A Real Nice Lady social campaign is lifting up the women of KC

Whitney Manney Is A Real Nice Lady. © Lauren Pusateri 2020

Whitney Manney is a Real Nice Lady. // Photo by Lauran Pusateri

The women of Kansas City have made incredible strides this year in coworking, supporting each other, and generally hyping each other up. Behind the scenes of this city, it is women who are breaking glass ceilings everywhere, calling for action and change, and starting brand-new business ventures. 

Fortunately, A Real Nice Lady, a locally-based blog and Instagram page, is putting these women in the spotlight, and uplifting them for all to see. They’ve featured photographers, fashion designers, entrepreneurs of all kinds, activists, and political candidates. 

A Real Nice Lady’s purpose is to be “your source for women-owned businesses and ladies who are doing their part to make the world a little bit nicer,” their website says. By featuring the amazing women in our community, they’re able to get the recognition they deserve, and become a source for their particular service to the general public. 

“I always say that A Real Nice Lady started as an inside joke,” says Grace Prichett, one of the women founders of the site. “The photographer who’s part of all of this, Lauren Pusateri, kept having incidents where she was referred to as “a real nice lady,” and it was just a very funny thing to be getting repeated. We started calling people in our circle “real nice ladies” and it meant ‘I feel safe sharing my ideas with you, you’re not going to take it and steal it from me.’” And so we, internally, had a Real Nice Ladies club.”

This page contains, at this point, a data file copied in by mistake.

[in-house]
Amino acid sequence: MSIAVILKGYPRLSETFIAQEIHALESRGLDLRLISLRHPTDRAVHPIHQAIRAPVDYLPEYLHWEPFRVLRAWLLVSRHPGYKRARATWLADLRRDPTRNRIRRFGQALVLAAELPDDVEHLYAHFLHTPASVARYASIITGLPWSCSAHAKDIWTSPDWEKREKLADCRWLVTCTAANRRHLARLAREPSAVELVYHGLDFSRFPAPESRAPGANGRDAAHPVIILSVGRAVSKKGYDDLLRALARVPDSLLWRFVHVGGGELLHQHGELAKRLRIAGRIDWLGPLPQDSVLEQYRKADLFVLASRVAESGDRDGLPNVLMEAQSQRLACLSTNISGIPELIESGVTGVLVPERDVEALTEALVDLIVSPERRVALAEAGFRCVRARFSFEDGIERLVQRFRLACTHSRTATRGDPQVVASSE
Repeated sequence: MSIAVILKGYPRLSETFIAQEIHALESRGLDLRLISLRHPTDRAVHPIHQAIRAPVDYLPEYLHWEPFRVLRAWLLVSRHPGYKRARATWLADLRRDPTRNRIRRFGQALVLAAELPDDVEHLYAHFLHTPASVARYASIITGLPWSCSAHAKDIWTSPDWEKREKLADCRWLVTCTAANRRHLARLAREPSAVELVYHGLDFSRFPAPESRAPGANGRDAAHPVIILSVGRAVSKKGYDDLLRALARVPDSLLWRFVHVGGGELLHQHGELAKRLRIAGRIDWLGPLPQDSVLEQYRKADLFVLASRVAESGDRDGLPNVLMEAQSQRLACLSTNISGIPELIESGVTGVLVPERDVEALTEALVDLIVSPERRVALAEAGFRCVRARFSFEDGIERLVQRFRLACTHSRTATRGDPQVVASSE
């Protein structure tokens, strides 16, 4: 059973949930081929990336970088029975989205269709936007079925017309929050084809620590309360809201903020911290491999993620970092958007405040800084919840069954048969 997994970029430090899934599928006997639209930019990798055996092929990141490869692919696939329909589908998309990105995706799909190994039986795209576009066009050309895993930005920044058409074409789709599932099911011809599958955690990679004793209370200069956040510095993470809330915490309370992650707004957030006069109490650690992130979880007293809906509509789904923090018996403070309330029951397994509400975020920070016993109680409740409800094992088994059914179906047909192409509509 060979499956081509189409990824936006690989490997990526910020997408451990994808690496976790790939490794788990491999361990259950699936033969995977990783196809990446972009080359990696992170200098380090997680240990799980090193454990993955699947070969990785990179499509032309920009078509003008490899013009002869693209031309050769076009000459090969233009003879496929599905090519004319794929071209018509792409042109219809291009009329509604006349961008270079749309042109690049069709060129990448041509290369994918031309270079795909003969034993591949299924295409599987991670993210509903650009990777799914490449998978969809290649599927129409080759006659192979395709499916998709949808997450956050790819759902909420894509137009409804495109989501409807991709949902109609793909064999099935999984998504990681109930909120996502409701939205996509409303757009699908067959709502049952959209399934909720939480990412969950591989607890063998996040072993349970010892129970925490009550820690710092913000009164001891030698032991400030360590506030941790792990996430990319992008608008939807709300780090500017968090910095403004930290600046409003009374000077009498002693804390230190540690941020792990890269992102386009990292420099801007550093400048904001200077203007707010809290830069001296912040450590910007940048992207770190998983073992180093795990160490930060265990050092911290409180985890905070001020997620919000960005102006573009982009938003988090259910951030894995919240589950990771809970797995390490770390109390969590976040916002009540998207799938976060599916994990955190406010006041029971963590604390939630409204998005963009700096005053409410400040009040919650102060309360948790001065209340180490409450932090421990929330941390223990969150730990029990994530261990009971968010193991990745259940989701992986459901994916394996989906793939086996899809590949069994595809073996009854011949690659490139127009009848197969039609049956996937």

This informal club turned into a full-blown project when the team drunkenly purchased the arealnicelady.com URL on Pusateri’s birthday. 

“About January of this year, Lauren had the idea of ‘let’s do a blog with it! Let’s do something where we can get to feature women in Kansas City that we think are doing cool things!’” Grace explains. And so began A Real Nice Lady. 

The women featured on the site are multifaceted and strong- each of their interviews tells of their setbacks and successes, the women that inspire them, and moments that make them who they are. They also often emphasize ways to change their respective industries’ treatment of women. 

Never stop learning, build a community with people who will encourage you but hold you accountable, give yourself space to freely create, and believe in your unique voice as an artist.” Local fashion and textile designer Whitney Manney says in her interview. 

“Two things: Just start.” community advocate and social/civic innovator Kiona Sinks says. “I had absolutely no idea what I was doing and I began on the premise of self-doubt. If you delay, you’ll let that self-doubt take over rather than let it fuel you to begin. Also, regardless of what you may see on social media, nobody builds a business/initiative alone. I have a lot of help and support and that has been the backbone of my confidence moving forward. So ask for help.” 

Interviews with A Real Nice Lady also include a photography session at Pusateri’s studio, which has resulted in some extremely cool photos of these women. It is certainly uplifting to see women we know in our lives display grace, beauty, and just plain fun in their features. 

In the future, A Real Nice Lady has plenty of plans for more exciting new ways to celebrate women businesses and creatives. “We have tons more interviews coming up,” Prichett says. “The [eventual] goal is in-person events, but we know that might not happen for a while.” 

The site even has a few bucket-list, dream KC ladies to interview in mind. “We definitely want to feature Nicole Galloway,” Prichett says. “Jolie Justus, Alissia Canady, we’re really interested in featuring them, and even though the election has passed, we’re still in their inboxes. I would love to feature Sharice Davids. The fact that we still have hundreds and hundreds of more women to feature in town is very exciting.” 

Categories: Culture